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Hong Kong Design Institute: Inspired by Utopian Floating Cities of the 60s

Hong Kong Design Institute: Inspired by Utopian Floating Cities of the 60s | Le flux d'Infogreen.lu | Scoop.it
A new campus-on-stilts by Coldefy & Associés Architectes Urbanistes is inspired by the utopian floating cities of the 1960s.

The new campus of the Hong Kong Design Institute, by the French architecture firm Coldefy & Associés Architectes Urbanistes (CAAU), consists of a glazed platform that seems to float atop four stout legs. The building is edged on three sides by clusters of residential towers, against which this platform seems to hover at half height. On the remaining side, it looks across a park on to Clear Water Bay.

Raising the structure allowed for a dynamic continuation of the urban grid. The building stands on a podium, on which there are sports facilities and gardens; down at street level is an open plaza.

Coldefy's design is influenced by the "floating architecture" of the Hungarian-born French architect and urban planner, Yona Friedman. In the early 1960s Friedman proposed a "mobile city", a series of moveable megastructures suspended on a grid of stilts so that they left a minimal footprint...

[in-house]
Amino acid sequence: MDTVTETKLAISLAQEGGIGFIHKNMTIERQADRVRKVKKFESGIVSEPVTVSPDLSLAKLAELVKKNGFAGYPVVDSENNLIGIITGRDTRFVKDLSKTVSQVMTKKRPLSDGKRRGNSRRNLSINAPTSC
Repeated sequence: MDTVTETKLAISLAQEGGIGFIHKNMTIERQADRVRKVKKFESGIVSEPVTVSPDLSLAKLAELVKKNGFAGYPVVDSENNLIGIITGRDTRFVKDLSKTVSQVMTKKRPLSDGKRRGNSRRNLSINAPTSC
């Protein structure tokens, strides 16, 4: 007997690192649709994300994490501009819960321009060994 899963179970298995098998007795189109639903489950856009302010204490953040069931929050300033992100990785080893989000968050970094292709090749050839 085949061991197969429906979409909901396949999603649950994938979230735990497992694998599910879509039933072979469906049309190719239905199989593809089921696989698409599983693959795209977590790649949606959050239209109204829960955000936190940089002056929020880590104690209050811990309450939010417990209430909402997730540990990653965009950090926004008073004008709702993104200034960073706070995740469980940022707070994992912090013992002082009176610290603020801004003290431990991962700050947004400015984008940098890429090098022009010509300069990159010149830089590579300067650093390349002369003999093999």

Via Lauren Moss
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Floating Light Park Skyscraper Uses Solar Power & Helium to Hover Above Beijing

Floating Light Park Skyscraper Uses Solar Power & Helium to Hover Above Beijing | Le flux d'Infogreen.lu | Scoop.it

Light Park is a skyscraper that hovers over the streets of Beijing like a giant airship. Architects Ting Xu and Yiming Chen have conceived the future of high-rises to be a conglomerate of mega-structures that make up for the shortage of urban open spaces on the ground by lifting them up in the air.


The Light Park skyscraper is lifted off the ground with a helium-filled balloon, and it uses solar energy for propulsion, enabling it to function as a non-polluting transportation deck as well as a floating urban park. The technology is based on existing helium balloon designs, using solar-powered propellers, airbags and atmospheric pressure for takeoff and cruise flight. Solar power is utilized to power the uses below, with translucent solar panels located on the top of the aircraft. In order to avoid additional weight and decrease wind resistance, the skyscraper uses a cable-suspended structure to attach the slabs to the mushroom-like cap. The planting slabs are irrigated with rainwater collected on the large cap surface and are distributed in a way which allows maximum exposure to sunlight on each level...



Via Lauren Moss
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Amber Qureshi's curator insight, April 8, 2013 1:19 PM

Daaamnnn :O 

Noor Fatima's comment, April 9, 2013 10:01 AM
incredibleeeee
Amber Qureshi's comment, April 12, 2013 3:12 AM
Ikr :D